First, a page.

RSS
Did Obama 'sucker' the GOP?
Democrats are furious over President Obama's tax deal with Congressional Republicans, and the GOP is thrilled. Do they both have it backwards?
 
The cost of extending the Bush tax cuts represents "only about 37 percent" of the agreement's total tally.
The cost of extending the Bush tax cuts represents "only about 37 percent" of the agreement's total tally.
Getty

Many Democrats are in open revolt over President Obama's tax-cut deal with Republicans, which extends the Bush-era tax breaks for the wealthy and makes the estate tax more favorable to multi-millionaires. But in monetary terms, say some, Obama actually got more out of the deal than the GOP. Is it possible that while Republicans pop the champagne and Democrats gnash their teeth, Obama actually outmaneuvered the GOP? (Watch Obama's announcement)

Obama played the GOP like a fiddle: The GOP "won again on tactics," says Andrew Sullivan in The Atlantic. But in strategic terms, Obama just made a "sucker" of GOP leaders. The deal's "big new stimulus" component "will almost certainly" lower unemployment by 2012. By cutting a deal with "the dreaded commie Muslim alien," the GOP has legitimized Obama and taken part-ownership of the deficit. All this will help Obama win re-election.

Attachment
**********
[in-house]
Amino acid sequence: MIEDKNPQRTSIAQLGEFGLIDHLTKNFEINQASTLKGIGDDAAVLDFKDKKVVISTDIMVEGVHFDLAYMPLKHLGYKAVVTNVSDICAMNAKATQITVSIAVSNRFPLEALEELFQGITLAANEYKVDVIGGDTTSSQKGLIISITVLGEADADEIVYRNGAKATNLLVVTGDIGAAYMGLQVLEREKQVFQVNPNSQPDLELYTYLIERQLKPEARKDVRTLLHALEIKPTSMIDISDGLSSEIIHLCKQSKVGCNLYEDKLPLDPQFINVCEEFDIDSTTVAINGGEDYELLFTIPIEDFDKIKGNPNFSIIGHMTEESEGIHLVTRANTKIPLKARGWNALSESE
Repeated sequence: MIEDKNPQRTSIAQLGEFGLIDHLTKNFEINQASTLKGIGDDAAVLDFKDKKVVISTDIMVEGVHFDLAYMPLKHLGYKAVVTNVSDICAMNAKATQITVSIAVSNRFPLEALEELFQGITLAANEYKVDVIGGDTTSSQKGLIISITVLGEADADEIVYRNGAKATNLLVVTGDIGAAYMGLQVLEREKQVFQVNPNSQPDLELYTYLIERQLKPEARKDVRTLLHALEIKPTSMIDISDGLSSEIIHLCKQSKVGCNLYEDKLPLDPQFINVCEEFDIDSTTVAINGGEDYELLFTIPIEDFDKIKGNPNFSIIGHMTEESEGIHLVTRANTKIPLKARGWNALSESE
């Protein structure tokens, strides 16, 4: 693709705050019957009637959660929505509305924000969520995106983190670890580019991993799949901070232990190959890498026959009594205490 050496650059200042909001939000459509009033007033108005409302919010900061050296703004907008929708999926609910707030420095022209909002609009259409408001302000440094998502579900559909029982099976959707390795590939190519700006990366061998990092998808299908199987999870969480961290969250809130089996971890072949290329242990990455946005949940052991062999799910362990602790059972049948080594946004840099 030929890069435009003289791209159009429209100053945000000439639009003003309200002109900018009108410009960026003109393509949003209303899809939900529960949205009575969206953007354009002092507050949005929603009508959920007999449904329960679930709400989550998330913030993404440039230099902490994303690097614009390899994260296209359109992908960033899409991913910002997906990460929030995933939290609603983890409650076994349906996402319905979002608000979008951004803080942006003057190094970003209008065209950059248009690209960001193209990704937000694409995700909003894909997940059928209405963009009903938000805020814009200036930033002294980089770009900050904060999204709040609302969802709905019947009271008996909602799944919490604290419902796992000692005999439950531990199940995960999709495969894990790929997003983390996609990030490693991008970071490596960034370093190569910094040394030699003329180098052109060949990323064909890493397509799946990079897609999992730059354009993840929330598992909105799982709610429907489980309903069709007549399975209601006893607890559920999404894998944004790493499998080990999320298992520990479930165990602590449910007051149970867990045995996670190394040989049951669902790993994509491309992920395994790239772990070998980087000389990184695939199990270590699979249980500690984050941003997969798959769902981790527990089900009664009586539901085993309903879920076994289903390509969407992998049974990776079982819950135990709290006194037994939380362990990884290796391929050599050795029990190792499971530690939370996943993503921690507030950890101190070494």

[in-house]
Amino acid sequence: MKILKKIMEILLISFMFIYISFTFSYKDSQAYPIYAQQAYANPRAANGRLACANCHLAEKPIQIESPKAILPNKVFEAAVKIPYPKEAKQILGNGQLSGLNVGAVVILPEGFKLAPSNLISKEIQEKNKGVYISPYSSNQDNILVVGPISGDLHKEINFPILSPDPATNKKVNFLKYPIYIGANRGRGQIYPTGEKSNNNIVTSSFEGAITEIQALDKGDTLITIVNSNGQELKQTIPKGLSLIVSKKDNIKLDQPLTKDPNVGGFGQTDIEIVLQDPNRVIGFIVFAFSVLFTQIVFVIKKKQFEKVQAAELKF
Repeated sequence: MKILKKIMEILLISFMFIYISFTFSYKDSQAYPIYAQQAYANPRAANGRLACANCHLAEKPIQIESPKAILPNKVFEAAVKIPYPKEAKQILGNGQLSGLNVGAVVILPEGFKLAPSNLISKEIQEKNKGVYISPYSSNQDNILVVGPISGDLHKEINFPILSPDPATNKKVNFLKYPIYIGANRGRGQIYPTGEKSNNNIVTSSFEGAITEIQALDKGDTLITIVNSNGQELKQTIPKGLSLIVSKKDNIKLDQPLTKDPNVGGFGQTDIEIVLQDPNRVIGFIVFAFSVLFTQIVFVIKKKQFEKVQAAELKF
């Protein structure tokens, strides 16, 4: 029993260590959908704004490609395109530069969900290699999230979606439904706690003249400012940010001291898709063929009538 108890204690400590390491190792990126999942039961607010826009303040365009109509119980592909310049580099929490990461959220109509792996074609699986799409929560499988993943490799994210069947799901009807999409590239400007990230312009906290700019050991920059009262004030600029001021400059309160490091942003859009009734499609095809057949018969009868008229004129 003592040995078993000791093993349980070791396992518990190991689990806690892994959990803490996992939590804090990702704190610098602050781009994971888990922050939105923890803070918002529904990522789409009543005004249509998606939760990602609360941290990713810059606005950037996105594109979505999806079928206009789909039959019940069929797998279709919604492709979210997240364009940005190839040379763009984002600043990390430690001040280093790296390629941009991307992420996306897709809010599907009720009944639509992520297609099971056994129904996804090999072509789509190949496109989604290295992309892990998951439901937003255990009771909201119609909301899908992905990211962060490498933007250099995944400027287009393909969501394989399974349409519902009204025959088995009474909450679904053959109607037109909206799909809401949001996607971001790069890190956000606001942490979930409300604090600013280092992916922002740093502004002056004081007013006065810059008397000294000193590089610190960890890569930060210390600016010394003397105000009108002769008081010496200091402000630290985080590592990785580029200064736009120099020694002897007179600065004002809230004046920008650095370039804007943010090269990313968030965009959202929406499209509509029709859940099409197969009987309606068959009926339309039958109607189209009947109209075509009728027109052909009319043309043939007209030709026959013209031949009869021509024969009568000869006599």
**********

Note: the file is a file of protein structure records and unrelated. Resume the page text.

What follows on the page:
"Obama: President; McConnell: Sucker"

Obama's the one who got rolled: Some victory! The Left bemoans that the president folded on tax breaks for millionaires, while the Right now thinks he's a "pushover" as well as a socialist, says John Avlon in The Daily Beast. If both sides can agree on one thing, it's that "this president is a lousy poker player." Obama's bridge-building attempts are "honorable," but when you're playing against "remorseless" political gamblers, you're "liable to get rolled." And Obama was.
"Obama gets rolled"

The game is still open: The deal worked because both sides think they won, says Ezra Klein in The Washington Post. The GOP is "treating it as a victory," because they got what they "really, really want" — tax cuts for the very wealthy — and liberals got more stimulus than expected, even if many feel "utterly betrayed" by Obama. And key to the deal is that both Obama and the GOP think they have the upper hand when the Bush tax cuts are debated again in 2012.
"How the White House cut its deal and lost its base"

 

THE WEEK'S AUDIOPHILE PODCASTS: LISTEN SMARTER

Subscribe to the Week